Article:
February 22, 2013
Human Heart Develops Slower Than Other Mammals
Lee Rannals for redOrbit.com — Your Universe Online
The walls of the human heart develop slower than other mammals, according to a new study published in Journal of the Royal Society Interface Focus.Researchers developed the first comprehensive model of human heart development using observations of living fetal hearts. Human hearts have walls that are a disorganized jumble of tissue until late in pregnancy, despite having the shape of a fully functioning heart.
During the study, they saw four clearly defined chambers in the fetal heart from the eighth week of pregnancy and they did not find organized muscle tissue until the 20th week.
Developing a simulation of the fetal heart is critical in helping researchers understand normal heart development in the womb. This simulation could eventually open up new ways of detecting and dealing with some functional abnormalities in early pregnancies.
The researchers used scans of healthy fetuses in the womb for the study, including a mother who volunteered to have detailed weekly electrocardiography scans from 18 weeks until just before delivery.
Data gathered during the research was used for a 3D computerized model built up using information about the structure, shape and size of the different components of the heart from two types of MRI scans of dead fetuses' hearts.
Results from the study show the human heart may develop on different timeline from other mammals. While the tissue in the walls of a pig heart develops a highly organized structure compared to the early stage of a fetus' development, the scientists say there is little organization of the human heart's cells until 20 weeks into pregnancy.
A pig's pregnancy lasts about three months, and the organized structure of the walls of the heart come up during the first month of pregnancy. The University of Leeds researchers detected similar organized structures well into the second trimester of the human pregnancy.
"For a heart to be beating effectively, we thought you needed a smoothly changing orientation of the muscle cells through the walls of the heart chambers. Such an organization is seen in the hearts of all healthy adult mammals," said Dr. Eleftheria Pervolaraki, Visiting Research Fellow at the University of Leeds' School of Biomedical Sciences.
She said fetal hearts in other mammals like pigs show an organization even early in gestation. However, they saw this organization was not detectable in a human fetus before 20 weeks into pregnancy.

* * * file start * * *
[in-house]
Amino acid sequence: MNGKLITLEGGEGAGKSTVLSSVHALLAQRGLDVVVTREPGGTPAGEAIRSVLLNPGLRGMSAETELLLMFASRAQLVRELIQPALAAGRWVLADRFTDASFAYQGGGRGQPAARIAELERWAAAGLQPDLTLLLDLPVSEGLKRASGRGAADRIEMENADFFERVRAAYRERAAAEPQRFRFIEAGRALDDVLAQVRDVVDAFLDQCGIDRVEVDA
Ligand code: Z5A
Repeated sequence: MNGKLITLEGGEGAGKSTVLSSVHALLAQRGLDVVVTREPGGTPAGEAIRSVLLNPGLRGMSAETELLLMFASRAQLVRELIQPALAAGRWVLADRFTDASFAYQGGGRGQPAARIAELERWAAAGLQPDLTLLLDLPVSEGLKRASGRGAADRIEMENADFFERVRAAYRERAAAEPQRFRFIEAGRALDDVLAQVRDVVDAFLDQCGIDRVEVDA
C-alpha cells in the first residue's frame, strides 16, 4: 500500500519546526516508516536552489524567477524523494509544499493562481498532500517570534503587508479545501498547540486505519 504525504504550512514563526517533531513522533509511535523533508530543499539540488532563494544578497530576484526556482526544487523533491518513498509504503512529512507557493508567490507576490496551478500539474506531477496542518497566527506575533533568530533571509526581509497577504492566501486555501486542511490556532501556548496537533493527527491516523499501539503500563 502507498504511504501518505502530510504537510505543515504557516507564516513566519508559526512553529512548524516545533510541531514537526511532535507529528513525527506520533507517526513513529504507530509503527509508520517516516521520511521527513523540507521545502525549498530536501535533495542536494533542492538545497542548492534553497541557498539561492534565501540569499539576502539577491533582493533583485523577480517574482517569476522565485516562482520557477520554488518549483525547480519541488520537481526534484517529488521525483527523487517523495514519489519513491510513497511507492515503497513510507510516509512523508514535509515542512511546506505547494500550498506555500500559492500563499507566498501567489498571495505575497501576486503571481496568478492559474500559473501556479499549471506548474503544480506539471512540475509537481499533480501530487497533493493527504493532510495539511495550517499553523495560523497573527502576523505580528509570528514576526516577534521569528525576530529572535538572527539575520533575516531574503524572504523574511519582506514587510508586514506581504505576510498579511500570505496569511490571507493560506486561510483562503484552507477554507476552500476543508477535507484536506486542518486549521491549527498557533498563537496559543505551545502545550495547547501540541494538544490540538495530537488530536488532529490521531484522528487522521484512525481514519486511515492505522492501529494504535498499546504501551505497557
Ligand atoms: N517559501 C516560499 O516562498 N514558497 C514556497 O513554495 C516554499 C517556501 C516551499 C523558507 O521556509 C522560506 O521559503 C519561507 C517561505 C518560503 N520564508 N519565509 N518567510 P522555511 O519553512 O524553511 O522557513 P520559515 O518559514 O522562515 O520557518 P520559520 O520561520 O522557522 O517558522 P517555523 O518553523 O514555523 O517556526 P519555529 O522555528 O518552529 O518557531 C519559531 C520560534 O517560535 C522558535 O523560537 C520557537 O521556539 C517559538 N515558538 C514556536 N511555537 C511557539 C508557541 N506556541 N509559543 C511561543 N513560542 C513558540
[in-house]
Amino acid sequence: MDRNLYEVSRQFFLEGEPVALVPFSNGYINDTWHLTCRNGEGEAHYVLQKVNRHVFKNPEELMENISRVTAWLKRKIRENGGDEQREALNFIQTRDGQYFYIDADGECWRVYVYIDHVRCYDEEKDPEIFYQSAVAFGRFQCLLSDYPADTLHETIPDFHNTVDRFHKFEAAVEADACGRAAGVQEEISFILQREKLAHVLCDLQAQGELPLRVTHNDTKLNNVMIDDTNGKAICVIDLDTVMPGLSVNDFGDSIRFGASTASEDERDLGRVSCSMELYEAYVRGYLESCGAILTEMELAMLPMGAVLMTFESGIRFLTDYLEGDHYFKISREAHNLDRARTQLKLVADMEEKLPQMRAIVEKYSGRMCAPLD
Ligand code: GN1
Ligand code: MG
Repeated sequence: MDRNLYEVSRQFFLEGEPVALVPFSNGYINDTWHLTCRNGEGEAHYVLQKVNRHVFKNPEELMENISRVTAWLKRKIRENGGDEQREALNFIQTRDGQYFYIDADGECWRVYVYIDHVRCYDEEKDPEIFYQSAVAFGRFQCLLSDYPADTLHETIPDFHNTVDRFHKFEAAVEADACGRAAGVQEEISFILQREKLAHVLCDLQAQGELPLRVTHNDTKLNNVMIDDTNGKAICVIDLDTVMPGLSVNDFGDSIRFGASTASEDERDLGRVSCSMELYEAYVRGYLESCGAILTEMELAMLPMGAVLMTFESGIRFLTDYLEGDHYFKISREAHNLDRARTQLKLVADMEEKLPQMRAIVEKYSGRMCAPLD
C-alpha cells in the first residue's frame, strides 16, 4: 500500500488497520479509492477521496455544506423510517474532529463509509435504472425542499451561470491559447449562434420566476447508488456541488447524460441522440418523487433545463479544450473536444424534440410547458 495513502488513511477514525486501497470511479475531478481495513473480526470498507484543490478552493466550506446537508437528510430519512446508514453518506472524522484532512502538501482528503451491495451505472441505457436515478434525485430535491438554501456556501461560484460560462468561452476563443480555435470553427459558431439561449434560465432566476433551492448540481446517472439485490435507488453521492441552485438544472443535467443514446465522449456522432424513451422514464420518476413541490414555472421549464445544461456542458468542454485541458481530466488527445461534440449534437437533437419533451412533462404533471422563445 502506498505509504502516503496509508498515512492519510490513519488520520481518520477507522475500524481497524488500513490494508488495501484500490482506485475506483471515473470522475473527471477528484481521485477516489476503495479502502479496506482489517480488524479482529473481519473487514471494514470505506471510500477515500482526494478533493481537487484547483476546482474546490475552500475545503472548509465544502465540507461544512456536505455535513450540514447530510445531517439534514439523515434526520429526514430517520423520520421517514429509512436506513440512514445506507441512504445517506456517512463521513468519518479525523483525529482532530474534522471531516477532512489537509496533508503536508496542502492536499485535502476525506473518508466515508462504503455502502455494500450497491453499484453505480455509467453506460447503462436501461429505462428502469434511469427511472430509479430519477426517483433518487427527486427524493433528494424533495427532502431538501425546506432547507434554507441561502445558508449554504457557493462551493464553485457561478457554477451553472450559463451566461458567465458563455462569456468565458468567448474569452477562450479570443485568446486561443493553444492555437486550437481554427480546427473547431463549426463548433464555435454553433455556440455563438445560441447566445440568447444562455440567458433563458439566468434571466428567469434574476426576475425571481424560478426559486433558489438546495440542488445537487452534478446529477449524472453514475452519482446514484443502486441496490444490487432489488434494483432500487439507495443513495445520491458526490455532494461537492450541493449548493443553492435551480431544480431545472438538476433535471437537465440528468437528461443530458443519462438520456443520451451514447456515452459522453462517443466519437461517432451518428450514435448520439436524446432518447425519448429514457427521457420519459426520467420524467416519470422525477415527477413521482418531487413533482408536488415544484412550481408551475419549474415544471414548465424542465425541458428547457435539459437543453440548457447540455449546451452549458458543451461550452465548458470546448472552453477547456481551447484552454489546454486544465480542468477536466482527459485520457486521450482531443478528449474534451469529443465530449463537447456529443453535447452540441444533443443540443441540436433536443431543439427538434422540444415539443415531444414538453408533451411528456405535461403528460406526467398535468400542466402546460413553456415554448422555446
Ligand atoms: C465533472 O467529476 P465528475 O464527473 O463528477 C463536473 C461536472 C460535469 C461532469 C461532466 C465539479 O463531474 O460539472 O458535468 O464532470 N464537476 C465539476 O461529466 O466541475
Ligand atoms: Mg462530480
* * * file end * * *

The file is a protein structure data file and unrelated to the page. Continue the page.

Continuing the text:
"The development of the fetal human heart is on a totally different timeline, a slower timeline, from the model that was being used before. This upsets our assumptions and raises new questions," Professor Arun Holden, also from Leeds' School of Biomedical Sciences, said in a statement. "Since the wall of the heart is structurally disorganized, we might expect to find arrhythmias, which are a bad sign in an adult."
Holden said it may be the early stages of development of the heart arrhythmias are not necessarily pathological, and there is no need to panic if we find them.
"Alternatively, we could find that the disorganization in the tissue does not actually lead to arrhythmia," he said.
A computer model of the activity and architecture of the heart will make sense of the limited information doctors are able to obtain about the fetus using non-invasive monitoring of a pregnant woman.
"It is different from dealing with an adult, where you can look at the geometry of an individual's heart using MRI (Magnetic Resonance Imaging) or CT (Computerised Tomography) scans," said Holden. "You can't squirt x-rays at a fetus and we also currently tend to avoid MRI, so we need a model into which we can put the information we do have access to."
He said textbook descriptions of the development of the human heart are founded on animal models, and 19th century collections of abnormalities in museums.
"If you are trying to detect abnormal activity in fetal hearts, you are only talking about third trimester and postnatal care of premature babies. By looking at how the human heart actually develops in real life and creating a quantitative, descriptive model of its architecture and activity from the start of a pregnancy to birth, you are expanding electrocardiology into the fetus."
Scientists recently published findings regarding adult hearts back in January about how they were able to reprogram scar tissue from damaged hearts into healthy muscle through gene therapy. This finding may be able to help strengthen hearts harmed due to cardiovascular events.